Sitting hundreds of miles from the action in Aberdeen, Belfast, Cardiff or Newcastle (plus Reading and Milton Keynes among others) I couldn’t affect the substance but I could add a little style.
Just making sure all the forms were correctly filled in and the ‘supporting statements’ were pithy yet, er, supportive was a job in itself.
And it worked.
Yes, of course the papers were very good but the attention to detail in making the judges’ task easy should not be underestimated.
The intensity of those inky-handed days came flooding back last night at the Society of Editors Press Awards, where I shared a table with the lovely people from Gorkana and tried not to divulge any insights from the confessional of the judges’ chambers where I had judged four categories and been panel chairman of two.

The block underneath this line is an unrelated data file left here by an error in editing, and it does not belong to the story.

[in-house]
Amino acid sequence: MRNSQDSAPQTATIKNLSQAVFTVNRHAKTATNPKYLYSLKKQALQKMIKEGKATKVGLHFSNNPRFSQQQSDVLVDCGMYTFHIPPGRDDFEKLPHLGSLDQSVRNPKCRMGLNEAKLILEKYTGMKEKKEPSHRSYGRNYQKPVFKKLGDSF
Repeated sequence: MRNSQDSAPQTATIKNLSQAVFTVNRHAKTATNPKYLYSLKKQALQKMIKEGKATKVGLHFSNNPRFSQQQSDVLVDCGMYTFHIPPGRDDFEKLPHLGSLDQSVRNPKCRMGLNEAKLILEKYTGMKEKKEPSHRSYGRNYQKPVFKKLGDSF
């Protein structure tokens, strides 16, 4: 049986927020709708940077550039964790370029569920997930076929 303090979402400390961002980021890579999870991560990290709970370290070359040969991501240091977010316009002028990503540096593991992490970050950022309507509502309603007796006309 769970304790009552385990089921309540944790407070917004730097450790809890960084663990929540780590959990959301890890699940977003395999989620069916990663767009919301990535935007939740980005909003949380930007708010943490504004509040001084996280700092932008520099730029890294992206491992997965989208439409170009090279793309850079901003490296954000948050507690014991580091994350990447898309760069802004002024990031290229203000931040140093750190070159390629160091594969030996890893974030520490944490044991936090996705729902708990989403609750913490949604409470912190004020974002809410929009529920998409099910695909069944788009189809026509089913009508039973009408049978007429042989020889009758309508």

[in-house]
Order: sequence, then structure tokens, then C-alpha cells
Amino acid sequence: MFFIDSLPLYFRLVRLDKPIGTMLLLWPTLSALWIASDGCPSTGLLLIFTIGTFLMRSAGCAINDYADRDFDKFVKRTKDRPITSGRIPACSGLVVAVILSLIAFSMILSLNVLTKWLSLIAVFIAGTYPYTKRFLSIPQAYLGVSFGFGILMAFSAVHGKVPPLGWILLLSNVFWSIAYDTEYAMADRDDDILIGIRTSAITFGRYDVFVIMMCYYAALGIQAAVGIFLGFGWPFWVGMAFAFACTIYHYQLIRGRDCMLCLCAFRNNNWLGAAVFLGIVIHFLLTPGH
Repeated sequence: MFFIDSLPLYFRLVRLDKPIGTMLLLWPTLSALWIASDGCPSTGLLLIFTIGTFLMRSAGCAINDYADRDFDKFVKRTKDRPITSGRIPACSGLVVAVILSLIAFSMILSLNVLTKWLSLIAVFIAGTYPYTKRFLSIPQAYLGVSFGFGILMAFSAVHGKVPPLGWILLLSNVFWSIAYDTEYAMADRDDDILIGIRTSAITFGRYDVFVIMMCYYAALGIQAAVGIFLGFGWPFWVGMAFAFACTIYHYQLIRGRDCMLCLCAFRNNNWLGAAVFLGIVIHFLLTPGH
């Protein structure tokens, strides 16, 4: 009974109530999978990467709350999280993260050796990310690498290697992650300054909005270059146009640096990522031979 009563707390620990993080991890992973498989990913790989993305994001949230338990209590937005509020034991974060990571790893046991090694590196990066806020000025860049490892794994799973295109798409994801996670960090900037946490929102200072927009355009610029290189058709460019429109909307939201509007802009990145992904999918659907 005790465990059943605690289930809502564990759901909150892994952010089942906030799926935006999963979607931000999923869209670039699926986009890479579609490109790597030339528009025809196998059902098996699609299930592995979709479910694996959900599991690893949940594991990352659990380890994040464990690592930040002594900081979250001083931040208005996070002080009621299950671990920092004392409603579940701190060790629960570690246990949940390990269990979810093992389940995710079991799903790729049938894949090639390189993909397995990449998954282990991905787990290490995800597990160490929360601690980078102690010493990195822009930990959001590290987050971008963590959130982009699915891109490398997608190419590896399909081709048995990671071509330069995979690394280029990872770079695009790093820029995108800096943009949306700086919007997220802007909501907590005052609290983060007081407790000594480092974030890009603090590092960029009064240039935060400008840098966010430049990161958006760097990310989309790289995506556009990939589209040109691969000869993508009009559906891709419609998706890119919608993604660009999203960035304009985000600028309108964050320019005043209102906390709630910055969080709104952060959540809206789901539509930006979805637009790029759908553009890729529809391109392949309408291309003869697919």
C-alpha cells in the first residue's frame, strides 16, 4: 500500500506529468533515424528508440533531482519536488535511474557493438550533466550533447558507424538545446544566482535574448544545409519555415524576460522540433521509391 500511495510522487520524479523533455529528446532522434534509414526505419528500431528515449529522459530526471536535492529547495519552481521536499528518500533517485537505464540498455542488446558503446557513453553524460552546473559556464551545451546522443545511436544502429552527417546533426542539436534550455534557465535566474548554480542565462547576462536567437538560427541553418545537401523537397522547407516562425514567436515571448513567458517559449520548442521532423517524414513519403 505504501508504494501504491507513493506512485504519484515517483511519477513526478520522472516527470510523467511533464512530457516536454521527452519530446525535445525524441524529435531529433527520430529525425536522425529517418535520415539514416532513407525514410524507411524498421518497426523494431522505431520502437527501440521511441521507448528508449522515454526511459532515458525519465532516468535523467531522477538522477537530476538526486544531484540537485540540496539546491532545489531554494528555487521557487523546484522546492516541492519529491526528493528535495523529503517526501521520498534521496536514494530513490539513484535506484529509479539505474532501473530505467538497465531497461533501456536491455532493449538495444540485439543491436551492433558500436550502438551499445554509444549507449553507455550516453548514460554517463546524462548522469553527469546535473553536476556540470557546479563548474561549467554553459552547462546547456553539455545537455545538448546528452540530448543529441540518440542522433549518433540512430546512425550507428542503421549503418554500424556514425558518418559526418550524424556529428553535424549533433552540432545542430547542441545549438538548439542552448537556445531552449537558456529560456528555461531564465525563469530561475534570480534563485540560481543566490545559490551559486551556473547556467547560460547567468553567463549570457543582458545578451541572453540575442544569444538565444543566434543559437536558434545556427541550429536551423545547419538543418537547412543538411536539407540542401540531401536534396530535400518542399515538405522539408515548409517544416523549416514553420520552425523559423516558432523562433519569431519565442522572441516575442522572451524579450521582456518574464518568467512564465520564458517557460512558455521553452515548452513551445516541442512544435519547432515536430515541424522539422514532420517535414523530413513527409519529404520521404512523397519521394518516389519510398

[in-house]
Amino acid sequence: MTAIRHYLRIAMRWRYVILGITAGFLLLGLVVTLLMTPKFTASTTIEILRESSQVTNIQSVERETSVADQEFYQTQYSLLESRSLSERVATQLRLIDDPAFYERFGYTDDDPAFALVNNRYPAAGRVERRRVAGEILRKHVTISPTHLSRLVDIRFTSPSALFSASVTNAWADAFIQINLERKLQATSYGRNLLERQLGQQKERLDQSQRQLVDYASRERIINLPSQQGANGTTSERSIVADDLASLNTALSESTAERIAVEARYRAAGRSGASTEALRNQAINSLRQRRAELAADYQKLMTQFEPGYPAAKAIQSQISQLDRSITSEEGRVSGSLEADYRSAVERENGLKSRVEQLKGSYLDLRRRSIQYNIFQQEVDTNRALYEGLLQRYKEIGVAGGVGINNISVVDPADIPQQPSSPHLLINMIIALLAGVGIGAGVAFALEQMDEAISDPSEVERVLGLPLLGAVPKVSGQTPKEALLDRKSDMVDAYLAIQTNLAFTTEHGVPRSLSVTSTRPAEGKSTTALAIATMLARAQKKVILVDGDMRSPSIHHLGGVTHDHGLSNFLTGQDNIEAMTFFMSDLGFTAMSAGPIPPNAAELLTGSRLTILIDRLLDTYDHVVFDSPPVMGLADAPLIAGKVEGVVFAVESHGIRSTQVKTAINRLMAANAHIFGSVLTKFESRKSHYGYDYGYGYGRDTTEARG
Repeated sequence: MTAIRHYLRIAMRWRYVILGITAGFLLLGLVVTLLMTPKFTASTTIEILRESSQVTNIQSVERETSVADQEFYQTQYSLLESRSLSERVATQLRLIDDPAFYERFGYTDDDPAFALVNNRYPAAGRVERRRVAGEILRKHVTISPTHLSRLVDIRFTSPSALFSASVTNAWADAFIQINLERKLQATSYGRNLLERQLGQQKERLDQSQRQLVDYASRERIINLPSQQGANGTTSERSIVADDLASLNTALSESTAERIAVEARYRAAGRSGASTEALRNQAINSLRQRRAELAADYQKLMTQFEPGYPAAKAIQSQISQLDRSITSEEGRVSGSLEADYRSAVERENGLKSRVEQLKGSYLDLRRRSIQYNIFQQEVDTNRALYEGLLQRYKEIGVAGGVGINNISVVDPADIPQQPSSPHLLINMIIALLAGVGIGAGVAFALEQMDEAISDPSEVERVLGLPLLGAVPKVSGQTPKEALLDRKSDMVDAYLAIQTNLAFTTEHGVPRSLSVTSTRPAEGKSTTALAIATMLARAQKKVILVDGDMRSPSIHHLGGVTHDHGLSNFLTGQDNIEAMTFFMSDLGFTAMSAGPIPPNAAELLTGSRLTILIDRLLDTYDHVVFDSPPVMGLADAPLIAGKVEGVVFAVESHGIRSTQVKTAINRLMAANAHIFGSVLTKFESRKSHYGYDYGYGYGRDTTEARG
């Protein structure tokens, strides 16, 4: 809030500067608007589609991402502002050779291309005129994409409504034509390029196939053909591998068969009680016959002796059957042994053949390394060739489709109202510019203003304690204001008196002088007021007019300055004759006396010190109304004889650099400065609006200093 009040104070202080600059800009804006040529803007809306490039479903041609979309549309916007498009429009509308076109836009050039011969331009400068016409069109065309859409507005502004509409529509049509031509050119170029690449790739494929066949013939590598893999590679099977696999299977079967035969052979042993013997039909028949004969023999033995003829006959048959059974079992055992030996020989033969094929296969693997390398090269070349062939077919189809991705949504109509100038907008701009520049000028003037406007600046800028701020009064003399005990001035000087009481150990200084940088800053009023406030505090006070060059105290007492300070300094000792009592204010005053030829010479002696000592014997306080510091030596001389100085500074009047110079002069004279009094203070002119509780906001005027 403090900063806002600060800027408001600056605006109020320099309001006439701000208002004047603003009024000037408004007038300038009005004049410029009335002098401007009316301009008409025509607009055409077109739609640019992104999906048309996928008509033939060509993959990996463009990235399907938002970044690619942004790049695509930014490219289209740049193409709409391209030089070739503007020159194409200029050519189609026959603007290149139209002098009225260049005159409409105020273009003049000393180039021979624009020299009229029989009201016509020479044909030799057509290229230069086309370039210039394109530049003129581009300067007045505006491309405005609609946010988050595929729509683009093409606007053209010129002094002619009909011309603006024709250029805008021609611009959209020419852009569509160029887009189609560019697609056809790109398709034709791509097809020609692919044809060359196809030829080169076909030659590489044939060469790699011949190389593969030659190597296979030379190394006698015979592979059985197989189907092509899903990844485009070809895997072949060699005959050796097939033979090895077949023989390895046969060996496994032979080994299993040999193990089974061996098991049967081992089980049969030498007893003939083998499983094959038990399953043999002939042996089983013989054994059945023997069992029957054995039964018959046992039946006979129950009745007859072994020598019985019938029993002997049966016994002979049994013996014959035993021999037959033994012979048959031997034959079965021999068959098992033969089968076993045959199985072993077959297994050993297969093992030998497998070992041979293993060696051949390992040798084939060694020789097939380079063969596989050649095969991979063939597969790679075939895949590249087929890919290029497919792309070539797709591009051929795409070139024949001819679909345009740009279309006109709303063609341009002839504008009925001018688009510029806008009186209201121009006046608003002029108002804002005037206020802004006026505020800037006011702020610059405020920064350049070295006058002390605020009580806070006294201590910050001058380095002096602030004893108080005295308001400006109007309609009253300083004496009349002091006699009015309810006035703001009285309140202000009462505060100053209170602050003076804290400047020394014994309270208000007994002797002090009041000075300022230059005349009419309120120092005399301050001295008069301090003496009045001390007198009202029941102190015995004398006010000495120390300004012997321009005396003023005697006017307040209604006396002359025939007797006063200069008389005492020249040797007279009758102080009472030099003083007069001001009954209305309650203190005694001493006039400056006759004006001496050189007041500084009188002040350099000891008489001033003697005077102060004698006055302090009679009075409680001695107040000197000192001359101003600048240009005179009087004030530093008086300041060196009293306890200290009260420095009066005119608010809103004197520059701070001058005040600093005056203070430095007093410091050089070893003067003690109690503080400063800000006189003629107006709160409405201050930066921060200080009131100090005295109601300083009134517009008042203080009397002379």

It was an uplifting and invigorating night surrounded by talented, committed people fighting for the right to continue to practise journalism as we know it, Jim.
Congratulations, of course, to all the winners but two special mentions from me:
  • Nicola Jeal (right), another graduate of the Today school of journalism from the late 80s, now editor of The Times Magazine which won supplement of the year.
  • Jonathan Grun, now emeritus editor of the Press Association, given the Chairman’s Award. One of THE genuine good guys of journalism and shortly to appear in my next opus ‘60@sixty’ – more of which later…

Jonathan Grun (centre) with the grizzly old men of journalism, SoE executive director Bob Satchwell and  awards host Nick Ferrari

Monday, October 13, 2014

10 things I have just learned about journalism